When Chinese Premier Zhu Rongji meets President Bill Clinton and Vice President Al Gore in Washington in April, the political climate is unlikely to be auspicious. The United States and China have reached a virtual stalemate on each of their traditional agenda items. Negotiations over China's entry into the World Trade Organization have stalled; China's continued drive for reunification with Taiwan offers little potential for fruitful dialogue; and human rights remains an elusive area for compromise. Yet the Sino-American relationship may well define global prosperity and military security in the 21st century. Allowing it to deteriorate risks a future punctuated by frequent military and economic conflicts and global instability. Both sides are eager to sustain the illusion of progress produced by the recent presidential summits. Hence, a centerpiece of the talks will likely be a subject viewed by both as uncontroversial-environmental cooperation.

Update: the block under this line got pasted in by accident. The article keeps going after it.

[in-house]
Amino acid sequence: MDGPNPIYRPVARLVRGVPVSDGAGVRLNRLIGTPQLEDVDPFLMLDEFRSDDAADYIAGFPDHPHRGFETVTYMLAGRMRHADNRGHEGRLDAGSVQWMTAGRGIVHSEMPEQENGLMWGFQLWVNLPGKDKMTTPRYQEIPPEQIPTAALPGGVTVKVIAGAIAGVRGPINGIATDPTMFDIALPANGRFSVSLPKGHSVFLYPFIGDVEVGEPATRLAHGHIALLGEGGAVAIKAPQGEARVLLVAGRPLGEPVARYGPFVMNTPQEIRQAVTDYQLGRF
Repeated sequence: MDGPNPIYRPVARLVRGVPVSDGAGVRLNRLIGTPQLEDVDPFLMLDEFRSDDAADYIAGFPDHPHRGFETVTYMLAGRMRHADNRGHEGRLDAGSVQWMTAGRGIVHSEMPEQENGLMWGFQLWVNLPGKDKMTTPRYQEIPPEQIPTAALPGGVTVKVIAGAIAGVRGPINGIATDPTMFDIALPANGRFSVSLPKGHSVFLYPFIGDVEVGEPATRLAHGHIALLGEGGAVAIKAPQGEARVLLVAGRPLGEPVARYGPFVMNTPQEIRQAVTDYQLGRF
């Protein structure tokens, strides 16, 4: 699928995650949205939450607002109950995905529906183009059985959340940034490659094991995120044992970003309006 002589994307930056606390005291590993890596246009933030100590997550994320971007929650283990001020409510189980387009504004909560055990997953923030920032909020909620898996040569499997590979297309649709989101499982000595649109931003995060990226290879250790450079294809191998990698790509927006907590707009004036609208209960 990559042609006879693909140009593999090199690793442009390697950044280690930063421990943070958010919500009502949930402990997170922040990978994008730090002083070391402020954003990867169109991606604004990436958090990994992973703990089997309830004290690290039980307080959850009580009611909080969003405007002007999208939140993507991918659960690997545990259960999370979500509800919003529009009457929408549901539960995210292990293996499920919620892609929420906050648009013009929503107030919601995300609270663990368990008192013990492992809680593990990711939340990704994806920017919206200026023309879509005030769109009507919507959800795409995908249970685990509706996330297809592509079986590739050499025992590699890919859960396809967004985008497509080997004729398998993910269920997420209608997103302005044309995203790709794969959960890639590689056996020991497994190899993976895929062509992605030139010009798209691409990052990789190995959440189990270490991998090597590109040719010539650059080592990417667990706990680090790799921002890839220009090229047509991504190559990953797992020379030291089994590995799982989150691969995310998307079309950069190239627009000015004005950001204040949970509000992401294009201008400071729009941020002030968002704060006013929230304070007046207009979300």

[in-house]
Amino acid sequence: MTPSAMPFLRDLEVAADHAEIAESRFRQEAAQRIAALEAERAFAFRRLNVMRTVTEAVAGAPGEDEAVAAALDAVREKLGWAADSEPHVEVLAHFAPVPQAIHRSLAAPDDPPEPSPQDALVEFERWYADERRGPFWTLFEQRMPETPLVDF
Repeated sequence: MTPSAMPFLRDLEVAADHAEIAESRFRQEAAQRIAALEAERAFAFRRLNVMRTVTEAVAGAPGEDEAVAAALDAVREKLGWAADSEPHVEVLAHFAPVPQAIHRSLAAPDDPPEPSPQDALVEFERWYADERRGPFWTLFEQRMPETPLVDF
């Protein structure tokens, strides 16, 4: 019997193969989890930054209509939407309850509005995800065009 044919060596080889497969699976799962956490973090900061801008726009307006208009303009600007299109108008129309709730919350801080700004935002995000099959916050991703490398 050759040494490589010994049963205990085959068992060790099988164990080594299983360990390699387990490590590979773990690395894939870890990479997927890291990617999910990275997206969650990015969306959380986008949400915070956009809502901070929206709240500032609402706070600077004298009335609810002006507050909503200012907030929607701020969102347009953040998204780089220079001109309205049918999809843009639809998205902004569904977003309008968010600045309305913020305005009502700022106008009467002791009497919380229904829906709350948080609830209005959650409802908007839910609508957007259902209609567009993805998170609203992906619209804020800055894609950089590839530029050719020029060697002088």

Chinese and American leaders believe that the environment is a low priority issue with plenty of common ground. This is a big mistake. The environment is as complex as other key diplomatic issues, featuring differing interests and priorities, weak Chinese institutions, Chinese defiance of international agreements, and conflict between Congress and the White House over how to achieve U.S. aims.
Moreover, environmental issues have direct and serious implications for other U.S. foreign policy objectives. A warmer Sino-American relationship is stymied by China's reluctance to seek any middle ground with the United States until it is in firm control domestically. But the environmental problems created by China's
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